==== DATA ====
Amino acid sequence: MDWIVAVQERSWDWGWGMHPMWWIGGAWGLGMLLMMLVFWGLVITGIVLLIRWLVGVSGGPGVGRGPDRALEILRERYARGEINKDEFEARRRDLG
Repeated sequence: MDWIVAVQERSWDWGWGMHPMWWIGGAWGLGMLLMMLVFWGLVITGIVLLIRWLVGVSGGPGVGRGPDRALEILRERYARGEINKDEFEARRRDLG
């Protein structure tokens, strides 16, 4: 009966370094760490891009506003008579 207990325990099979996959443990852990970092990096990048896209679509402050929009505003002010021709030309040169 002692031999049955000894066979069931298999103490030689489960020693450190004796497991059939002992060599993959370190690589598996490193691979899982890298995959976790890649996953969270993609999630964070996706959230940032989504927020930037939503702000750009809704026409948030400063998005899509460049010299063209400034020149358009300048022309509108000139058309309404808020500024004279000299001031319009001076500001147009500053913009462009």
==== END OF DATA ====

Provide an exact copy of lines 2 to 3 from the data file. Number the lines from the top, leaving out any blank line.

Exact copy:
Repeated sequence: MDWIVAVQERSWDWGWGMHPMWWIGGAWGLGMLLMMLVFWGLVITGIVLLIRWLVGVSGGPGVGRGPDRALEILRERYARGEINKDEFEARRRDLG
């Protein structure tokens, strides 16, 4: 009966370094760490891009506003008579 207990325990099979996959443990852990970092990096990048896209679509402050929009505003002010021709030309040169 002692031999049955000894066979069931298999103490030689489960020693450190004796497991059939002992060599993959370190690589598996490193691979899982890298995959976790890649996953969270993609999630964070996706959230940032989504927020930037939503702000750009809704026409948030400063998005899509460049010299063209400034020149358009300048022309509108000139058309309404808020500024004279000299001031319009001076500001147009500053913009462009």